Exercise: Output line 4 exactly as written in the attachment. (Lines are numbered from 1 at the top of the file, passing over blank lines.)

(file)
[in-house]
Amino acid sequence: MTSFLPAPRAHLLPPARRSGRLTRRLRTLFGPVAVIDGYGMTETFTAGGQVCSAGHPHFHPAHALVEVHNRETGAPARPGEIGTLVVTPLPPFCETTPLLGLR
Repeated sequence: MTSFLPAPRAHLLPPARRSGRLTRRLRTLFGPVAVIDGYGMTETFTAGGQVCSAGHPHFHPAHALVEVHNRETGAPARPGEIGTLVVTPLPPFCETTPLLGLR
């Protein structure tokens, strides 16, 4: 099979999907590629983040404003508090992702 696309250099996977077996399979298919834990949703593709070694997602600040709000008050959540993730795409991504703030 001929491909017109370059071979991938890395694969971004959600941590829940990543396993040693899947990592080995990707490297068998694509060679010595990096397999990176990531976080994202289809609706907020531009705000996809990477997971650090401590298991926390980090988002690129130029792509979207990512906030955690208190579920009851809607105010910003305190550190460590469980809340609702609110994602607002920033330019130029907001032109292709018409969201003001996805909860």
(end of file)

């Protein structure tokens, strides 16, 4: 099979999907590629983040404003508090992702 696309250099996977077996399979298919834990949703593709070694997602600040709000008050959540993730795409991504703030 001929491909017109370059071979991938890395694969971004959600941590829940990543396993040693899947990592080995990707490297068998694509060679010595990096397999990176990531976080994202289809609706907020531009705000996809990477997971650090401590298991926390980090988002690129130029792509979207990512906030955690208190579920009851809607105010910003305190550190460590469980809340609702609110994602607002920033330019130029907001032109292709018409969201003001996805909860």